In 1992, the trial of the police officers who beat Rodney King for drunk driving was settled. The verdict was considered too soft by the black community and six days of rioting ensued, turning the city of Los Angeles into a war zone.
The approach of this novel is highly original. I was expecting a story about the riots, but no. Although the riots are important, the author weaves a first-person plot. These are episodes told in the first person about the gang wars that took place in parallel to the riots. In other words, how these days of fires, of barricades, of the collapse of the forces of law were used to settle vendettas or for the violence itself.
Each story implicitly carries the others, that is, each narrator tells his personal story, but, indirectly and unknowingly, the other stories are linked. The author has a special ability to adapt each narrative to the narrator's style of language and this is good because it helps the reader to better understand the narrator of each story.
The general plot begins with the murder of Ernesto Vera, and then the events follow one after the other.
The main characters in the novel are the gangs, the war between them and the internal power struggles, not the altercations.
The other main protagonist is the city of Los Angeles. A city that generates hate and love in equal parts. The author reflects very well this dichotomy of people fleeing the city, but looking back with longing. People who love the city and who also burn it.
The drugs, the ease of killing, the police violence, the desperation, the youthfulness of kids with guns who think they are the kings of the world and the innocent victims who suffer. It's all there, in Los Angeles. In April 1992.
Profile Image for Berengaria.
408 reviews72 followers
April 11, 2023
5 stars and some shattered windows

Set during the Los Angeles '92 riots, "All Involved" takes on what really went down that never made the news, as well as the personal toll on those on the 'front lines'. Whatever line that happened to be.

Gattis treats us to a cacophony of voices, all telling us their own experiences from their POV: a fireman, a nurse, a homeless man, a Korean teenager, a graffiti artist, a paramilitary, kids of old gangsters and a whole slew of active Chicano gangsters.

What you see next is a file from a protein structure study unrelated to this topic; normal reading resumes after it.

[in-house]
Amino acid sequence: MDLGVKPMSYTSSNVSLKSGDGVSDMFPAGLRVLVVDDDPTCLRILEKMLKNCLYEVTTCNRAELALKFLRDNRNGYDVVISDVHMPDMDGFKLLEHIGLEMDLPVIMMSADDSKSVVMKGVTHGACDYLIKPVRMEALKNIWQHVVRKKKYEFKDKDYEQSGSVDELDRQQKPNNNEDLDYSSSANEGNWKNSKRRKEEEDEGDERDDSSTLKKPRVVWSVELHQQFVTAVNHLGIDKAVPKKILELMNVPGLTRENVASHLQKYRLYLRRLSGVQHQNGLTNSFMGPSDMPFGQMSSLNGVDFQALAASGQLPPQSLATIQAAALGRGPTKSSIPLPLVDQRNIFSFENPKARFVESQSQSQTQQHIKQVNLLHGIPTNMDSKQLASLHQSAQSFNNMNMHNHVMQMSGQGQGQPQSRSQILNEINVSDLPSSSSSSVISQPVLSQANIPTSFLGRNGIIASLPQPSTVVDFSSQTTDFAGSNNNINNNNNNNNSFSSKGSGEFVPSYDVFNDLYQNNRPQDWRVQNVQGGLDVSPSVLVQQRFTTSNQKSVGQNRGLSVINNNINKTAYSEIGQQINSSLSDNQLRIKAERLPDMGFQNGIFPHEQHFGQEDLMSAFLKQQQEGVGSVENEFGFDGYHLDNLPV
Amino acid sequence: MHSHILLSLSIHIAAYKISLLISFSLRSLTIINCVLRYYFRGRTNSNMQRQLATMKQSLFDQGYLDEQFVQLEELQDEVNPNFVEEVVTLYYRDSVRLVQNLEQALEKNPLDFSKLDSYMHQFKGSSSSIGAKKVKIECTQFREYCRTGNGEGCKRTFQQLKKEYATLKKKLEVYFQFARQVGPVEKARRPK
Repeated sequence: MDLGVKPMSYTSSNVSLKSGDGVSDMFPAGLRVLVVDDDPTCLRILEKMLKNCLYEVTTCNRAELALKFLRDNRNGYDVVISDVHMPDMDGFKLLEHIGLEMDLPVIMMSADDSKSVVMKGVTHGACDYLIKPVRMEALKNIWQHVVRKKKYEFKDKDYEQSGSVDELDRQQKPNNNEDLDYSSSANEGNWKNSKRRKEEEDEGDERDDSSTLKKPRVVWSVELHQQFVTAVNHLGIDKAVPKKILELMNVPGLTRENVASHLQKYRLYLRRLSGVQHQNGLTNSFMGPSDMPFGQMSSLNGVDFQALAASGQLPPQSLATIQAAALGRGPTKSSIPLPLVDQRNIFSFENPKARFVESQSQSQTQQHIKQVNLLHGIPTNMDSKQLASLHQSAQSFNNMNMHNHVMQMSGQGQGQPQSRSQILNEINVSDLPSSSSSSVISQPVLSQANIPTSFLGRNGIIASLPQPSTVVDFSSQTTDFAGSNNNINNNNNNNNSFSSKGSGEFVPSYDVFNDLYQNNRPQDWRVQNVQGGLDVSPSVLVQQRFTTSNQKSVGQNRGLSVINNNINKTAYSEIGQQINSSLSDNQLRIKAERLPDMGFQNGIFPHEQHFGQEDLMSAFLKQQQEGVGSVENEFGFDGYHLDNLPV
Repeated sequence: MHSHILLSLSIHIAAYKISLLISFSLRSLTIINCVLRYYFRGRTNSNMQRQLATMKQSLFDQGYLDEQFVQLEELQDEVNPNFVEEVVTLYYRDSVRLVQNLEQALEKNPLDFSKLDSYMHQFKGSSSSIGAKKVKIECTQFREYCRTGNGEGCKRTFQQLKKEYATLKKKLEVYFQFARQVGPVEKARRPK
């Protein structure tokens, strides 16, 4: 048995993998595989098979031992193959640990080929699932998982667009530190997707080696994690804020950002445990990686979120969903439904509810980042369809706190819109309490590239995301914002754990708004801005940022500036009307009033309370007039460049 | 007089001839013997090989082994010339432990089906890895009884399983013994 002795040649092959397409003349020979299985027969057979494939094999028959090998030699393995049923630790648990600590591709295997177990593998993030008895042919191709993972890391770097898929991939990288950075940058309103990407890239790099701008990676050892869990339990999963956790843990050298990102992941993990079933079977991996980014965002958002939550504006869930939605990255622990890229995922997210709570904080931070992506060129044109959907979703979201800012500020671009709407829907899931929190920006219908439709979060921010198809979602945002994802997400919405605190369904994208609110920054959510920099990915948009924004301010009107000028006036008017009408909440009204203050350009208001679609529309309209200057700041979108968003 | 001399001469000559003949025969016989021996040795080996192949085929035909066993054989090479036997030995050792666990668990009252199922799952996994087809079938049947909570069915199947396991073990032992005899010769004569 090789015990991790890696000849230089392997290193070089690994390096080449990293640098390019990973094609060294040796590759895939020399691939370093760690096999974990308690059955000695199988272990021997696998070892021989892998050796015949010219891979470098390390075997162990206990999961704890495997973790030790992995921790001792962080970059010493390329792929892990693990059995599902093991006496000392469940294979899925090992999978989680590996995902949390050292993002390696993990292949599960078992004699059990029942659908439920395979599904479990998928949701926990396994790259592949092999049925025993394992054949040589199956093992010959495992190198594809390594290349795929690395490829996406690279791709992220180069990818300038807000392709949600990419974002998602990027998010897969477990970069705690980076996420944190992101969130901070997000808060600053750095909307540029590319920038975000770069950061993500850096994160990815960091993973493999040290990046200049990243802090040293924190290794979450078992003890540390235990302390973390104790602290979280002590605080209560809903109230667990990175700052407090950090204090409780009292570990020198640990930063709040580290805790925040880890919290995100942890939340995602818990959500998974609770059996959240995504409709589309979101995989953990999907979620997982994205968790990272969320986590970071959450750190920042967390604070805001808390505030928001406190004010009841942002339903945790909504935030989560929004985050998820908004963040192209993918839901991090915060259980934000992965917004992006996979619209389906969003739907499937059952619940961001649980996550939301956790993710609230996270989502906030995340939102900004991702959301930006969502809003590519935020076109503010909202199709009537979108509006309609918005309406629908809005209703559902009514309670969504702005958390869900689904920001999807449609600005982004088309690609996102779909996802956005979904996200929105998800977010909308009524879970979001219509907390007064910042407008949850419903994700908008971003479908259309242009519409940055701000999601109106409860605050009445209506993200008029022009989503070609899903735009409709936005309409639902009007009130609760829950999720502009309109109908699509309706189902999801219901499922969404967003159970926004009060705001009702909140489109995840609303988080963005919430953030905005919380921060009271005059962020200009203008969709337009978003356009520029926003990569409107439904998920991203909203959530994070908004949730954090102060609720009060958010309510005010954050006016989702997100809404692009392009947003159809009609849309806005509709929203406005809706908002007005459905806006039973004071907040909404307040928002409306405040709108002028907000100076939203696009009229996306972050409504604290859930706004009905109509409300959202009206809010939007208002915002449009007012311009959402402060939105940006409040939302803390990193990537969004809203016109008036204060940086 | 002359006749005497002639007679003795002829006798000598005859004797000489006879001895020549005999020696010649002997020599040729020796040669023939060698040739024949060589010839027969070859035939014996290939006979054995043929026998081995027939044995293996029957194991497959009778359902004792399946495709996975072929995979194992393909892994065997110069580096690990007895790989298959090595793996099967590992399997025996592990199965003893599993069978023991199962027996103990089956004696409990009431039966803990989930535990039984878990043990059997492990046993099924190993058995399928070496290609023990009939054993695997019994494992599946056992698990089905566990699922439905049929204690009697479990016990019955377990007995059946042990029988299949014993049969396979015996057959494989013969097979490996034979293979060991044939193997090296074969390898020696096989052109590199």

Once a character has spoken, they don't speak again for the rest of novel. For those readers who like following only 1 or 2 POVs, this might be far too many voices and far too many hops to different parts of the same, large event.

I found this novel simply excellent. In every way. Not only from a historical-cultural perspective, but also from a stylistic-structural and narrative perspective.

The author calls this type of story "sourced fiction" as he talked to many people who were involved in the riots, or are in Chicano gangs, to make sure all events are portrayed as realistic as possible. Especially the violence. And there is a lot of extreme violence in this novel. A LOT.

Beyond the technical proficiency, there is one point that places this story beyond what one might expect: love. Gattis has a deep love for each and every character he writes about and he telegraphs that love to the reader.

Many of his characters are murderers, junkies, vandals, looters, the mentally unbalanced or just plain scarred by poverty and hopelessness (or all of the above). But he does an extraordinary job of showing us their humanity beyond the labels of 'criminal' or 'menace to society'. He explains their motivations. Why do people set fire to their own neighbourhoods during riots? Why do they not only loot, but burn out shops? Why would they send false emergency calls to an already overburdened emergency response system? Gattis explains it all, and more.

Eye-opening, terrifying, but ultimately entirely understandable. And that's the real magic of this novel. At the end, we don't just know, we understand .

Highly, highly recommended.
Profile Image for Karen.
1,412 reviews199 followers
September 17, 2023
Catching Up…

On September 21, 2016 our Library Book Discussion group hosted this author to discuss his debut novel. It was a spellbinding discussion. To listen to him talk about his research and his experience in pulling this book together was probably as interesting as reading his book.

At 3:15 p.m. on April 29, 1992, a jury acquitted three white Los Angeles Police department officers charged with excessive force to subdue a black man named Rodney King, and the city exploded in violence.

Do you remember where you were on that date in history?

Ryan Gattis vividly re-creates this turbulent and terrifying time through seventeen interconnected first-person narratives in his book, "All Involved."